- Iron supplements are recommended for pregnant women to avoid anemia. Heavy menstrual bleeding, an ulcer, cancer, and therefore the regular use of some overthecounter pain relievers, especially aspirin, can cause inflammation of the stomach lining leading to blood loss.
- Vitamin deficiency anemia. Your body needs iron, folate, and vitamin B12 to produce enough healthy red blood cells. Make sure you supplement your diet with the proper nutrients this such as vitamins and minerals lacking in these. Without these key nutrients, which we will cover later, you are at risk of decreased red blood cell production.
- Anemia of inflammation. Diseases like cancer, HIV/AIDS, atrophic arthritis, renal disorder, regional enteritis, and other acute or chronic inflammatory diseases may interfere with the assembly of red blood cells.
- Aplastic anemia. This type of anemia is rare and is lifethreatening. Your body doesn’t produce enough red blood cells.
- Aplastic anemia causes infections. There are certain medicines, a weak autoimmune disease, and exposure to toxic chemicals that are associate with this type of anemia. Anemias associated with bone marrow disease. Leukemia and myelofibrosis caused by this type of anemia can cause low blood production, which attacks your bone marrow. The effects of those sorts of cancer and cancerlike disorders vary from mild to lifethreatening.
- Hemolytic anemias. Certain blood diseases increase red blood cell destruction. You can inherit hemolytic anemia; otherwise, you can develop it later in life. Sickle cell anemia. This is inherited, and the sometimes serious condition is hemolytic anemia. A defective form of hemoglobin forces red blood cells to assume an abnormal crescent (sickle) shape. Red blood cells are destroyed faster than bone marrow can replace them.
The most common cause of anemia is low levels of iron in the body. This type of anemia is called iron deficiency anemia. Your body needs a certain amount of iron to make hemoglobin, the substance that moves oxygen throughout your body. However, iron deficiency anemia is just one type.
Other types are caused by:
- Diets lacking in vitamin B12, or you can’t use or absorb Vitamin B12 (like pernicious anemia).
- Diets lacking in folic acid also called folate, or your body can’t use folic acid correctly (like folate-deficiency anemia).
- Inherited blood disorders (like sickle cell anemia
- Conditions that cause red blood cells to break down too fast (like hemolytic anemia).
- Chronic conditions are causing your body to not have enough hormones to create red blood cells. These include hyperthyroidism, hypothyroidism, advanced kidney disease, lupus, and other long-term diseases.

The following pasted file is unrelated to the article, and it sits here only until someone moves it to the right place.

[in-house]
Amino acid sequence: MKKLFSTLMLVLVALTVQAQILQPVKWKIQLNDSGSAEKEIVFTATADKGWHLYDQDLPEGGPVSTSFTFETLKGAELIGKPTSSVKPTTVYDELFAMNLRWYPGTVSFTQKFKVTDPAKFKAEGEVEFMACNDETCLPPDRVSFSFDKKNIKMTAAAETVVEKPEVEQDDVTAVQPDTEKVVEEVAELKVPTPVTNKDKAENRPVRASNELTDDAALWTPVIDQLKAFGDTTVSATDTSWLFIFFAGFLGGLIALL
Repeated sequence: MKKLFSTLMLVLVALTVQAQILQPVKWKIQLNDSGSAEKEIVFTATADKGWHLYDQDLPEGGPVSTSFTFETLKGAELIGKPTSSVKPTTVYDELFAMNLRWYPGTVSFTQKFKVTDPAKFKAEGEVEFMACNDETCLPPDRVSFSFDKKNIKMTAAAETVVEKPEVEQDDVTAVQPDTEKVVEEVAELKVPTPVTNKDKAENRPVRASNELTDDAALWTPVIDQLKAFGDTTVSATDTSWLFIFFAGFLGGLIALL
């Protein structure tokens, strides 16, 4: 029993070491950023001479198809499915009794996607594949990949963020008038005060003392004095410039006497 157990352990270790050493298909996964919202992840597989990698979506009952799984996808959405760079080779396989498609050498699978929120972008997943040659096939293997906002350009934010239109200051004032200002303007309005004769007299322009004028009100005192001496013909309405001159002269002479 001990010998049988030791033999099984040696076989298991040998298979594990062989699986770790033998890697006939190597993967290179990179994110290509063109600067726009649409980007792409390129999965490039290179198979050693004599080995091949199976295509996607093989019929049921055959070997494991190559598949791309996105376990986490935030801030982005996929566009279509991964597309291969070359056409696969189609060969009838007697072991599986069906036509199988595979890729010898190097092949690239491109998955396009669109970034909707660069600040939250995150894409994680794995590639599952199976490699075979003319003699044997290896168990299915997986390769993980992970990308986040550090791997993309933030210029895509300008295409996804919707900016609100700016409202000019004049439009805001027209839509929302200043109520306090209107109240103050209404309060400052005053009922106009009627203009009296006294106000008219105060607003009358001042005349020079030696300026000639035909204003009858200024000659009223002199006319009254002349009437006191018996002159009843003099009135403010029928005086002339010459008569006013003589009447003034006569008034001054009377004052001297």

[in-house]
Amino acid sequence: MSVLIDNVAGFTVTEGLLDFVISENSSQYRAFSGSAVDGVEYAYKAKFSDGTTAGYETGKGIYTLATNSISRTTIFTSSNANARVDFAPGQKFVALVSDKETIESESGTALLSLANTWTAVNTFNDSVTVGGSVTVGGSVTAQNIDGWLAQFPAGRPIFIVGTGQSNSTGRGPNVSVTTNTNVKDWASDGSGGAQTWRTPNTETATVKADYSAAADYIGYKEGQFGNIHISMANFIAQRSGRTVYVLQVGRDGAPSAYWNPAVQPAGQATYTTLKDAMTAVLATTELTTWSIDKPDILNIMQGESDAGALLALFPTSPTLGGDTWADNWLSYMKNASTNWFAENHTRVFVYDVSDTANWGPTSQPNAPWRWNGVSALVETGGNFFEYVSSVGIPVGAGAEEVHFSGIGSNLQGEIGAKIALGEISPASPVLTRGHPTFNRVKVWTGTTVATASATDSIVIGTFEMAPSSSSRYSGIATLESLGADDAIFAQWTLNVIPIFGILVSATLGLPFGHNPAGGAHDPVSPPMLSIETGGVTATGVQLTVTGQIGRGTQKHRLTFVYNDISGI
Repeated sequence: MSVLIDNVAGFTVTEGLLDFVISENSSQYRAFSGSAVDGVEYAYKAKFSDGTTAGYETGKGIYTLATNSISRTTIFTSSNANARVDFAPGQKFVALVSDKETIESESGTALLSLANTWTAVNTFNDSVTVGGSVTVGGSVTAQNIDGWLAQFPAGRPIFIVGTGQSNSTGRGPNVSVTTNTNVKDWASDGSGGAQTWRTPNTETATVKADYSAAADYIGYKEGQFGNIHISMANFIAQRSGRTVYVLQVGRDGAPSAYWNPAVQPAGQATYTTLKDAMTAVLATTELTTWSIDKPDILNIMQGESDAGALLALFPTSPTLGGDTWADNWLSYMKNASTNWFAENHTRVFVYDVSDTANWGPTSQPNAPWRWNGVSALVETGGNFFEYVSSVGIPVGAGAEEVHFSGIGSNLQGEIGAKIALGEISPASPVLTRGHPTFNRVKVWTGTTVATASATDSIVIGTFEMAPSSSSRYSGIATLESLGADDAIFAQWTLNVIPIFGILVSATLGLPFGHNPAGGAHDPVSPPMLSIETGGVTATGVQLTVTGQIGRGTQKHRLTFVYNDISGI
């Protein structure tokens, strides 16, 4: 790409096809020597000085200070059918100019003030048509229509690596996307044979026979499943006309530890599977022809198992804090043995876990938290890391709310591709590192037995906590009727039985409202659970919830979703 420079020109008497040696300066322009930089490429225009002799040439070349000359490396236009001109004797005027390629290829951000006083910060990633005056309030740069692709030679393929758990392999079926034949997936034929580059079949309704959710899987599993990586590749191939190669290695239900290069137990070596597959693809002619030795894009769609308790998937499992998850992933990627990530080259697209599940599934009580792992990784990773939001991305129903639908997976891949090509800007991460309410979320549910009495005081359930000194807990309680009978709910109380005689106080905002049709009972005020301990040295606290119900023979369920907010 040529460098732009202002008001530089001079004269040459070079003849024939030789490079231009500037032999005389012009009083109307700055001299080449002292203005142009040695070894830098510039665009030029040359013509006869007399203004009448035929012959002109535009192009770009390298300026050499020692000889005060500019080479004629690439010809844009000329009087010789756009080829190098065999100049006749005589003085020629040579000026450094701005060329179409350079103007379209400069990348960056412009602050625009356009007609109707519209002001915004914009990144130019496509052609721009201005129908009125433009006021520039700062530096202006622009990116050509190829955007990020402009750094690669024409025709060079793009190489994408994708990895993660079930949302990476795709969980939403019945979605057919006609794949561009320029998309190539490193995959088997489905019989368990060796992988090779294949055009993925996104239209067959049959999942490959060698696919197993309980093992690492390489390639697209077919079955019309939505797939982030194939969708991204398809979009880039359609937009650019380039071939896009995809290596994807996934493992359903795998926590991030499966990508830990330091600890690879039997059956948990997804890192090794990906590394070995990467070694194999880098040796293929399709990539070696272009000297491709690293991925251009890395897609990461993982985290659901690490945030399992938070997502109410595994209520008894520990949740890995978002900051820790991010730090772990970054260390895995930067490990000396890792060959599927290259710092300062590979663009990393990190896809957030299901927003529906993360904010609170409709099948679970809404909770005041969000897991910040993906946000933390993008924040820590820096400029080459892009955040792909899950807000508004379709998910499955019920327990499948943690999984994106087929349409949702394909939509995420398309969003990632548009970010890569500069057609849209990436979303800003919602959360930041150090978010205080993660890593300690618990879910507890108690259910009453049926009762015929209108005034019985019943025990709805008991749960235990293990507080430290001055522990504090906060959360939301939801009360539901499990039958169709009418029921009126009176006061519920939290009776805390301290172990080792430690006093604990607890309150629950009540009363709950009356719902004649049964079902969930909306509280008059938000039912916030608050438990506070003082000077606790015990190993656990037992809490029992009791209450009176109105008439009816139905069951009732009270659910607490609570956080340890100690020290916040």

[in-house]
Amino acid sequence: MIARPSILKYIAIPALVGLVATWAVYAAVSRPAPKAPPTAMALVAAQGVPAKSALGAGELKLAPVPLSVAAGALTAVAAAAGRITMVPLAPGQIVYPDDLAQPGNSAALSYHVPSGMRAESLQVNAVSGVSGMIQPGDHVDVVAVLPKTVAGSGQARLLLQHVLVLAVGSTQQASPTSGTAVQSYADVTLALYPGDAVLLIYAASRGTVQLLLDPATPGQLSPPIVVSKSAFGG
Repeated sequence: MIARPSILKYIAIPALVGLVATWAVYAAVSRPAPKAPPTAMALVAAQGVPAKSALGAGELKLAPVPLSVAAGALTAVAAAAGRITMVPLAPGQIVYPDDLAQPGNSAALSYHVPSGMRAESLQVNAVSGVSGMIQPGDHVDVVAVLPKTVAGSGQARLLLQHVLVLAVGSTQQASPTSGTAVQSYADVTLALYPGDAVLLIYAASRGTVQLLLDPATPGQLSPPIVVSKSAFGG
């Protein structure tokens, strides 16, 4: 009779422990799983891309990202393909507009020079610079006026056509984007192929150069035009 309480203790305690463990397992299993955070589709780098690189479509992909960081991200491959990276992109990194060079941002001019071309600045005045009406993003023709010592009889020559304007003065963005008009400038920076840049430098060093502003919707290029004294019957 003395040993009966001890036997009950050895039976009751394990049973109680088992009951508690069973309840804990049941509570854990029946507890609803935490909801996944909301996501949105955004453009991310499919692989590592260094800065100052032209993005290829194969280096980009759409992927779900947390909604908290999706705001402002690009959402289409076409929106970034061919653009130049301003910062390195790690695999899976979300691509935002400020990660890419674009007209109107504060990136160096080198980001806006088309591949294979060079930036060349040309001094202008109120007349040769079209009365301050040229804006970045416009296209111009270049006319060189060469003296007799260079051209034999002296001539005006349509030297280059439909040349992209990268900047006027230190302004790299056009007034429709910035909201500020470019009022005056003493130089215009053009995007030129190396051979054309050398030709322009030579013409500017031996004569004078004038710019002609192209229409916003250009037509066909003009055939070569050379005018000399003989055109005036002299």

- Blood loss is related to other conditions such as ulcers, hemorrhoids, or gastritis.
What causes iron-deficiency anemia?
You can get iron-deficiency anemia from:
- Bleeding, either from losing a large amount of blood quickly (for instance, in a serious accident) or losing small amounts of blood over a long period of time. The body loses more iron with blood loss than it is able to replace with food. This can happen to women having heavy menstrual periods or in people who have inflammatory bowel disease.
- Not getting enough iron in the diet.
- Needing more iron than you did previously (for instance, during pregnancy or illness).
Some types of iron deficiency anemia are called by other names related to the cause, such as anemia of chronic disease (also called anemia of inflammation) or acute blood loss anemia.
How does anemia affect pregnancy?
Iron deficiency during pregnancy increases the prospect of complications, like premature birth. There is also a risk of low birth weight. The low iron levels are passed on to the baby. If you’re pregnant, you’re more likely to develop iron deficiency anemia. It is recommended that pregnant add an iron supplement. B12 and B9 vitamins either through food or supplementation are also recommended. Finding out that you simply have anemia is simply the start. Finding the explanation for the anemia will lead you to the simplest treatment.
How is anemia diagnosed?
Blood tests are performed to tell if you have anemia. The main test may be a complete blood count test, also called the CBC. The CBC can tell you ways many red blood cells you’ve got, how big they’re, and what shape they’re. Blood tests also can tell you if you’re low in vitamins B12 and B9 and the way much iron your body has stored. The type and number of blood and other tests will depend upon what sort of anemia your provider thinks that you simply have.
Blood and urine tests can indicate if you’ve got hemolytic anemia.